His masterful work in television roles also includes portrayals of historical, biblical, entertainment and fictional figures, such as Sigmund Freud in Freud (1984), news reporter William L. Shirer in Murrow (1986), Aaron in Moses (1995), movie mogul Louis B. Mayer in RKO 281 (1999), Cardinal Wolsey in Henry VIII (2003)), vampire nemesis Van Helsing in Dracula (2006) and Robert Maxwell in Maxwell (2007).

Widely regarded as the one of greatest stage and screen actors both in his native Great Britain and internationally, David Suchet always offers staggering work full of generously euphoric delight, with a theatre course that includes memorable stunning incarnations such as the Shakespearean ones of Iago in "Othello", Tybalt in "Romeo and Juliet", Caliban in "The Tempest" and "Timon of Athens", as well as in roles such as George in "Who's Afraid of Virginia Woolf?" in 1996 and, from 1998 to 2001, as composer Salieri in "Amadeus", a mesmerizing performance for which he received a Tony nomination after its Broadway presentation. Long wed to former actress Sheila Ferris, the couple has a son and daughter. His older brother is BBC newscaster-turned-journalist John Suchet.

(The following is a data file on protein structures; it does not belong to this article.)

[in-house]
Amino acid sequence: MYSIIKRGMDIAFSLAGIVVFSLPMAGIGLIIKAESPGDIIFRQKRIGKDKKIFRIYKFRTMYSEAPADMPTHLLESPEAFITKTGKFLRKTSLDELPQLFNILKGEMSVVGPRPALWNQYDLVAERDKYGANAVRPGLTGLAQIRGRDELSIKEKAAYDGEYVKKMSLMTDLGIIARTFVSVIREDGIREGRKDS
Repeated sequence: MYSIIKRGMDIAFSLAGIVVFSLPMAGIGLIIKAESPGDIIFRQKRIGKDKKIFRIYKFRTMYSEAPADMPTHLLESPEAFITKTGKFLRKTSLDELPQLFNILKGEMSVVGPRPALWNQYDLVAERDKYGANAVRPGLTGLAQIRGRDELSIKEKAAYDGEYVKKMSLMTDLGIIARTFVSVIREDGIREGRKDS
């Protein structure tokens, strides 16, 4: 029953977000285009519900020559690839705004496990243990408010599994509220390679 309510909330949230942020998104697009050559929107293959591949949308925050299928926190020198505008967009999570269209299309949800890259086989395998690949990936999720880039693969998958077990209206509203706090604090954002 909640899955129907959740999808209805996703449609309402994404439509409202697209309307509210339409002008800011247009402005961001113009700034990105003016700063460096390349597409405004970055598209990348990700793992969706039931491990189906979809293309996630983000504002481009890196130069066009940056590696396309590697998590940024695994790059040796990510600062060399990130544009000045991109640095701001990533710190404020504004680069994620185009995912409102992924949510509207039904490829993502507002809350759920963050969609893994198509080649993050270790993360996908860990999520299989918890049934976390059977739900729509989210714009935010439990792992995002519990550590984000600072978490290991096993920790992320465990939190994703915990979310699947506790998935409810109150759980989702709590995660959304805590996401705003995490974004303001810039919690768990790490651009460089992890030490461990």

- IMDb Mini Biography By: Gary Brumburgh / gr-home@pacbell.net

Spouse (1)

Sheila Ferris (June 1976 - present) ( 2 children)

Trivia (23)

He is the younger brother of ITN newscaster John Suchet.
He has two children with Sheila Ferris: Robert Suchet and Katherine Suchet.
He was awarded the OBE (Officer of the Order of the British Empire) in the 2002 Queen Elizabeth II's Birthday Honors List for his services to drama.